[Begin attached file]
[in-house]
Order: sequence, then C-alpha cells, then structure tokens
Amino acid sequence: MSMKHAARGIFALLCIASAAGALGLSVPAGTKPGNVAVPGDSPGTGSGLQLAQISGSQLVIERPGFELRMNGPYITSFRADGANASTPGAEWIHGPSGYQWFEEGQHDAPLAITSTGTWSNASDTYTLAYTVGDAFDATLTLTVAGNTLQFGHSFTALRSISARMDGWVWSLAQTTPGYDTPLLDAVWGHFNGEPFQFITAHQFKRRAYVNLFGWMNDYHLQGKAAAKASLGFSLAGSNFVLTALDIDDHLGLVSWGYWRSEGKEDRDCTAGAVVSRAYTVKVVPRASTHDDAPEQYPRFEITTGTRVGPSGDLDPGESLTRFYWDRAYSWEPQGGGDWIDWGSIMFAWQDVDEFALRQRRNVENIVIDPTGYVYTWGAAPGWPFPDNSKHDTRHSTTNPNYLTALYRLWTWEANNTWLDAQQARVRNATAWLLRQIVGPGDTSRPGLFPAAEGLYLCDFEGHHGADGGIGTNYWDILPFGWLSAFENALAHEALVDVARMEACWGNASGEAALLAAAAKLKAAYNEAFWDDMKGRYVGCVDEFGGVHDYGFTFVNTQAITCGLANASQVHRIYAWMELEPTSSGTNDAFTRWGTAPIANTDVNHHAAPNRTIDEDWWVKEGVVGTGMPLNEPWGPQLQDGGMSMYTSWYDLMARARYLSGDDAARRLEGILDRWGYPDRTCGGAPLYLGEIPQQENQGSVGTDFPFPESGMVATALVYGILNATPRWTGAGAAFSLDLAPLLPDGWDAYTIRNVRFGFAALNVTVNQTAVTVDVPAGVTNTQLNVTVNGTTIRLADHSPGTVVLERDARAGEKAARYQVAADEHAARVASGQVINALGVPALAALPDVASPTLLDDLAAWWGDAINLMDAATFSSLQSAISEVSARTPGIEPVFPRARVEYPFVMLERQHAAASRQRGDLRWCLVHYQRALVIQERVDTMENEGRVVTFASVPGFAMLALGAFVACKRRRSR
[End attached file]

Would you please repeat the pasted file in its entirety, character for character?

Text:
[in-house]
Order: sequence, then C-alpha cells, then structure tokens
Amino acid sequence: MSMKHAARGIFALLCIASAAGALGLSVPAGTKPGNVAVPGDSPGTGSGLQLAQISGSQLVIERPGFELRMNGPYITSFRADGANASTPGAEWIHGPSGYQWFEEGQHDAPLAITSTGTWSNASDTYTLAYTVGDAFDATLTLTVAGNTLQFGHSFTALRSISARMDGWVWSLAQTTPGYDTPLLDAVWGHFNGEPFQFITAHQFKRRAYVNLFGWMNDYHLQGKAAAKASLGFSLAGSNFVLTALDIDDHLGLVSWGYWRSEGKEDRDCTAGAVVSRAYTVKVVPRASTHDDAPEQYPRFEITTGTRVGPSGDLDPGESLTRFYWDRAYSWEPQGGGDWIDWGSIMFAWQDVDEFALRQRRNVENIVIDPTGYVYTWGAAPGWPFPDNSKHDTRHSTTNPNYLTALYRLWTWEANNTWLDAQQARVRNATAWLLRQIVGPGDTSRPGLFPAAEGLYLCDFEGHHGADGGIGTNYWDILPFGWLSAFENALAHEALVDVARMEACWGNASGEAALLAAAAKLKAAYNEAFWDDMKGRYVGCVDEFGGVHDYGFTFVNTQAITCGLANASQVHRIYAWMELEPTSSGTNDAFTRWGTAPIANTDVNHHAAPNRTIDEDWWVKEGVVGTGMPLNEPWGPQLQDGGMSMYTSWYDLMARARYLSGDDAARRLEGILDRWGYPDRTCGGAPLYLGEIPQQENQGSVGTDFPFPESGMVATALVYGILNATPRWTGAGAAFSLDLAPLLPDGWDAYTIRNVRFGFAALNVTVNQTAVTVDVPAGVTNTQLNVTVNGTTIRLADHSPGTVVLERDARAGEKAARYQVAADEHAARVASGQVINALGVPALAALPDVASPTLLDDLAAWWGDAINLMDAATFSSLQSAISEVSARTPGIEPVFPRARVEYPFVMLERQHAAASRQRGDLRWCLVHYQRALVIQERVDTMENEGRVVTFASVPGFAMLALGAFVACKRRRSR